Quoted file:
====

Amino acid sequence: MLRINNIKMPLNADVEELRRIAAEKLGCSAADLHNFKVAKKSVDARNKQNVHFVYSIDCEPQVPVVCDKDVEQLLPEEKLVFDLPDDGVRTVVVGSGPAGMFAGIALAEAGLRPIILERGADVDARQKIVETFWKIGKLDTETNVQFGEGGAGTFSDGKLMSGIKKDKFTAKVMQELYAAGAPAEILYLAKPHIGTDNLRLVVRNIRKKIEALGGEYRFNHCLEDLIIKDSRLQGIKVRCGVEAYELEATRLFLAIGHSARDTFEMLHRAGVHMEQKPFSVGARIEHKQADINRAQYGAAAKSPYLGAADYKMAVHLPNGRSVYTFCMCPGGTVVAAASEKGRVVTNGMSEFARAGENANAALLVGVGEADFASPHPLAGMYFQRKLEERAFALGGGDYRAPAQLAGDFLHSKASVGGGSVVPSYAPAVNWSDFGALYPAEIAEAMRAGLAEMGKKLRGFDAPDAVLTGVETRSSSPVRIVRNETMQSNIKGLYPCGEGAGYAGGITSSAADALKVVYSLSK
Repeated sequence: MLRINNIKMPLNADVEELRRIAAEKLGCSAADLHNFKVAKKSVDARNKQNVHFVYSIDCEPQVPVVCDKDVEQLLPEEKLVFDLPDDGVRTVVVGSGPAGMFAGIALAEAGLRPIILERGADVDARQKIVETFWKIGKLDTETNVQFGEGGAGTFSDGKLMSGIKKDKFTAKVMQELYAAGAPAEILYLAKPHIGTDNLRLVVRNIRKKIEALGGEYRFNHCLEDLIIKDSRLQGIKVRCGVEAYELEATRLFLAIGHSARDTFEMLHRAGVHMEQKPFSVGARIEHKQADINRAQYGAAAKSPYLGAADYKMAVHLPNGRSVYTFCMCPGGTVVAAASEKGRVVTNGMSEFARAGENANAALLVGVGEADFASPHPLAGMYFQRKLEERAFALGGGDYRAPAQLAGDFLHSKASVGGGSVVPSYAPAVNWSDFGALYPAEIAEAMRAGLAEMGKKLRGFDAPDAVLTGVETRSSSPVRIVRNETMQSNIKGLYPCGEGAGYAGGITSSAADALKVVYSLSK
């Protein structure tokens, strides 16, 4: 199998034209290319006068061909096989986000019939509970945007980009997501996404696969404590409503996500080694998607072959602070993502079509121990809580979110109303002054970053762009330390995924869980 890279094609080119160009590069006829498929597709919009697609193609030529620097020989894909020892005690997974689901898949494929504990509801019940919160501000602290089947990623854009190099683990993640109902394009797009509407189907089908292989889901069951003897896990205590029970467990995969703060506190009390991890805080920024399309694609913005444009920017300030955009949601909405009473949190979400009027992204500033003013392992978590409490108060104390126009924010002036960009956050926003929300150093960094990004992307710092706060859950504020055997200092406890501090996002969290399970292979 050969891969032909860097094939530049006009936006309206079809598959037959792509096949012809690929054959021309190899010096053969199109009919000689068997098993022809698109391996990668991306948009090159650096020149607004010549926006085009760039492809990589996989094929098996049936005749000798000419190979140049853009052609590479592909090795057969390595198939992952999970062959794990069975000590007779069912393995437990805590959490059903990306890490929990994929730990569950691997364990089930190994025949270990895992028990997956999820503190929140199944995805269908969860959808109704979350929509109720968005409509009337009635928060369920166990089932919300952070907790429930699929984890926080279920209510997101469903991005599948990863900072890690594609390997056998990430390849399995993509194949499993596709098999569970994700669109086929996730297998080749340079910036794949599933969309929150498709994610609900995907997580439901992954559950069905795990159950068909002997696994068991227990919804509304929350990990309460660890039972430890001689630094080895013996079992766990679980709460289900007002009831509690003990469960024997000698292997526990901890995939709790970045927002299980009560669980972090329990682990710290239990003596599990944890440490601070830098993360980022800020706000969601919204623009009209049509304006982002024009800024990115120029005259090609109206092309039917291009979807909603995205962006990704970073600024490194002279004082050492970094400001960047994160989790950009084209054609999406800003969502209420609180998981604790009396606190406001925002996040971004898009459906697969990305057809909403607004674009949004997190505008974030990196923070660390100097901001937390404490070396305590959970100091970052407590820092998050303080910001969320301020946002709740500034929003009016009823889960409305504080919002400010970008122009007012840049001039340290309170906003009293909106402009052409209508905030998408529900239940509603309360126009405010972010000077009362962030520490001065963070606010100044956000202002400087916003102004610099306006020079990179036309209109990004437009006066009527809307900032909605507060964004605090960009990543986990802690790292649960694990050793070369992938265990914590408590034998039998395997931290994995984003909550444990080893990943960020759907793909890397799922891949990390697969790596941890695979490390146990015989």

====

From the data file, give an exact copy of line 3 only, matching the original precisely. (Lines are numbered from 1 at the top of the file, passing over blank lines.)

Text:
């Protein structure tokens, strides 16, 4: 199998034209290319006068061909096989986000019939509970945007980009997501996404696969404590409503996500080694998607072959602070993502079509121990809580979110109303002054970053762009330390995924869980 890279094609080119160009590069006829498929597709919009697609193609030529620097020989894909020892005690997974689901898949494929504990509801019940919160501000602290089947990623854009190099683990993640109902394009797009509407189907089908292989889901069951003897896990205590029970467990995969703060506190009390991890805080920024399309694609913005444009920017300030955009949601909405009473949190979400009027992204500033003013392992978590409490108060104390126009924010002036960009956050926003929300150093960094990004992307710092706060859950504020055997200092406890501090996002969290399970292979 050969891969032909860097094939530049006009936006309206079809598959037959792509096949012809690929054959021309190899010096053969199109009919000689068997098993022809698109391996990668991306948009090159650096020149607004010549926006085009760039492809990589996989094929098996049936005749000798000419190979140049853009052609590479592909090795057969390595198939992952999970062959794990069975000590007779069912393995437990805590959490059903990306890490929990994929730990569950691997364990089930190994025949270990895992028990997956999820503190929140199944995805269908969860959808109704979350929509109720968005409509009337009635928060369920166990089932919300952070907790429930699929984890926080279920209510997101469903991005599948990863900072890690594609390997056998990430390849399995993509194949499993596709098999569970994700669109086929996730297998080749340079910036794949599933969309929150498709994610609900995907997580439901992954559950069905795990159950068909002997696994068991227990919804509304929350990990309460660890039972430890001689630094080895013996079992766990679980709460289900007002009831509690003990469960024997000698292997526990901890995939709790970045927002299980009560669980972090329990682990710290239990003596599990944890440490601070830098993360980022800020706000969601919204623009009209049509304006982002024009800024990115120029005259090609109206092309039917291009979807909603995205962006990704970073600024490194002279004082050492970094400001960047994160989790950009084209054609999406800003969502209420609180998981604790009396606190406001925002996040971004898009459906697969990305057809909403607004674009949004997190505008974030990196923070660390100097901001937390404490070396305590959970100091970052407590820092998050303080910001969320301020946002709740500034929003009016009823889960409305504080919002400010970008122009007012840049001039340290309170906003009293909106402009052409209508905030998408529900239940509603309360126009405010972010000077009362962030520490001065963070606010100044956000202002400087916003102004610099306006020079990179036309209109990004437009006066009527809307900032909605507060964004605090960009990543986990802690790292649960694990050793070369992938265990914590408590034998039998395997931290994995984003909550444990080893990943960020759907793909890397799922891949990390697969790596941890695979490390146990015989």